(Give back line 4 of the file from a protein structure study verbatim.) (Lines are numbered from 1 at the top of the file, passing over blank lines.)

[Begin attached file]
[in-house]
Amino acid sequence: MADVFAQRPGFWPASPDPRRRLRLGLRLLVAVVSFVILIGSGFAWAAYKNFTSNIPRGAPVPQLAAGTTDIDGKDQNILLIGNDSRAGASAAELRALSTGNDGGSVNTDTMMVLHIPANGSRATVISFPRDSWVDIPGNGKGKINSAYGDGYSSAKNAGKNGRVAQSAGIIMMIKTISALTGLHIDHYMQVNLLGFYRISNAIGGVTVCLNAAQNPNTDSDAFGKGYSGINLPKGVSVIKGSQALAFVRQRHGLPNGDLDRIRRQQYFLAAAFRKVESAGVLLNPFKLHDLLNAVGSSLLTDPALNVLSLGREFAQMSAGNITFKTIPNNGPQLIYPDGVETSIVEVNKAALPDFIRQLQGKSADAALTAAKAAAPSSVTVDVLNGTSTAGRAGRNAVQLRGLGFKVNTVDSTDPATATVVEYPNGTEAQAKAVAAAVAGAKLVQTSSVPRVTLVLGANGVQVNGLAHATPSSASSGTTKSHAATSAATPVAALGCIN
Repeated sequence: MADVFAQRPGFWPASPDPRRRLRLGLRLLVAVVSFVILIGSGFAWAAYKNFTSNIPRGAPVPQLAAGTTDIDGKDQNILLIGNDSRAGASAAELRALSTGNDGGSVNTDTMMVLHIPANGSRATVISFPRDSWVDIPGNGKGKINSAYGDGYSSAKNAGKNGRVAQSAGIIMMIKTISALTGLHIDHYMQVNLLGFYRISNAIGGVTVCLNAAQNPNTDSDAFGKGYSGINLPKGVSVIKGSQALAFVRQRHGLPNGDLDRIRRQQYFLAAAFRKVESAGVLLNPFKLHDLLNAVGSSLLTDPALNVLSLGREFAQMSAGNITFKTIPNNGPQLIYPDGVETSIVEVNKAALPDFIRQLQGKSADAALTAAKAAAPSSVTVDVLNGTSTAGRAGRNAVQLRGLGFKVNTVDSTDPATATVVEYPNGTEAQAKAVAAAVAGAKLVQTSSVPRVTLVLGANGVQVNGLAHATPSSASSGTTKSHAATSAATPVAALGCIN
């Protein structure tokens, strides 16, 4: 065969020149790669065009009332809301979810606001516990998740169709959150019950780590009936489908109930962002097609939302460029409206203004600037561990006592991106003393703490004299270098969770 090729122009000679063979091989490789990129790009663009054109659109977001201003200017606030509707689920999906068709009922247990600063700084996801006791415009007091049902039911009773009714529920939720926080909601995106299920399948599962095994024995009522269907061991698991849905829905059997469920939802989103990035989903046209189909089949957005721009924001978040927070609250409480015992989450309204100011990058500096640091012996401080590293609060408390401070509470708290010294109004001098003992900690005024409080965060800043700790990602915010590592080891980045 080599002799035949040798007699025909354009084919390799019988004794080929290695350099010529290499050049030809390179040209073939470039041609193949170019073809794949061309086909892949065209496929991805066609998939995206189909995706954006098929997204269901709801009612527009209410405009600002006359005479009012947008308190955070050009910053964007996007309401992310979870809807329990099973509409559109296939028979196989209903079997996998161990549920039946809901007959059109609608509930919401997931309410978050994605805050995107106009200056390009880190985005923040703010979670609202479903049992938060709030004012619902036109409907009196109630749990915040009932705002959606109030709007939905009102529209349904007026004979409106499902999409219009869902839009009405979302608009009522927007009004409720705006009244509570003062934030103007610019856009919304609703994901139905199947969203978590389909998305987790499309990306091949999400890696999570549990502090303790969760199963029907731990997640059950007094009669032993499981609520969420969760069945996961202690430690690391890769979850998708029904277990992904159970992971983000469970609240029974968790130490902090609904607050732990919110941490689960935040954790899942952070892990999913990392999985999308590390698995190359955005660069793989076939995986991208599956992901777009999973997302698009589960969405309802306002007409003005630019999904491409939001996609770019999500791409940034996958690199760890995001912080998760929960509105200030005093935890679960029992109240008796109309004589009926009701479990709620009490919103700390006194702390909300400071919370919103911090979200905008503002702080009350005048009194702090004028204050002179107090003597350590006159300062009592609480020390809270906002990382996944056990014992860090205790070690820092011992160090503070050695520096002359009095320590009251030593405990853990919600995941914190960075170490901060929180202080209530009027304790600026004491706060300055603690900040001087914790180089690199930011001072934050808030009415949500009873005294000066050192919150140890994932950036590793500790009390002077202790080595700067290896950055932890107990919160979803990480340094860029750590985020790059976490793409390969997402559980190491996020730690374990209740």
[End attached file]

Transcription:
């Protein structure tokens, strides 16, 4: 065969020149790669065009009332809301979810606001516990998740169709959150019950780590009936489908109930962002097609939302460029409206203004600037561990006592991106003393703490004299270098969770 090729122009000679063979091989490789990129790009663009054109659109977001201003200017606030509707689920999906068709009922247990600063700084996801006791415009007091049902039911009773009714529920939720926080909601995106299920399948599962095994024995009522269907061991698991849905829905059997469920939802989103990035989903046209189909089949957005721009924001978040927070609250409480015992989450309204100011990058500096640091012996401080590293609060408390401070509470708290010294109004001098003992900690005024409080965060800043700790990602915010590592080891980045 080599002799035949040798007699025909354009084919390799019988004794080929290695350099010529290499050049030809390179040209073939470039041609193949170019073809794949061309086909892949065209496929991805066609998939995206189909995706954006098929997204269901709801009612527009209410405009600002006359005479009012947008308190955070050009910053964007996007309401992310979870809807329990099973509409559109296939028979196989209903079997996998161990549920039946809901007959059109609608509930919401997931309410978050994605805050995107106009200056390009880190985005923040703010979670609202479903049992938060709030004012619902036109409907009196109630749990915040009932705002959606109030709007939905009102529209349904007026004979409106499902999409219009869902839009009405979302608009009522927007009004409720705006009244509570003062934030103007610019856009919304609703994901139905199947969203978590389909998305987790499309990306091949999400890696999570549990502090303790969760199963029907731990997640059950007094009669032993499981609520969420969760069945996961202690430690690391890769979850998708029904277990992904159970992971983000469970609240029974968790130490902090609904607050732990919110941490689960935040954790899942952070892990999913990392999985999308590390698995190359955005660069793989076939995986991208599956992901777009999973997302698009589960969405309802306002007409003005630019999904491409939001996609770019999500791409940034996958690199760890995001912080998760929960509105200030005093935890679960029992109240008796109309004589009926009701479990709620009490919103700390006194702390909300400071919370919103911090979200905008503002702080009350005048009194702090004028204050002179107090003597350590006159300062009592609480020390809270906002990382996944056990014992860090205790070690820092011992160090503070050695520096002359009095320590009251030593405990853990919600995941914190960075170490901060929180202080209530009027304790600026004491706060300055603690900040001087914790180089690199930011001072934050808030009415949500009873005294000066050192919150140890994932950036590793500790009390002077202790080595700067290896950055932890107990919160979803990480340094860029750590985020790059976490793409390969997402559980190491996020730690374990209740």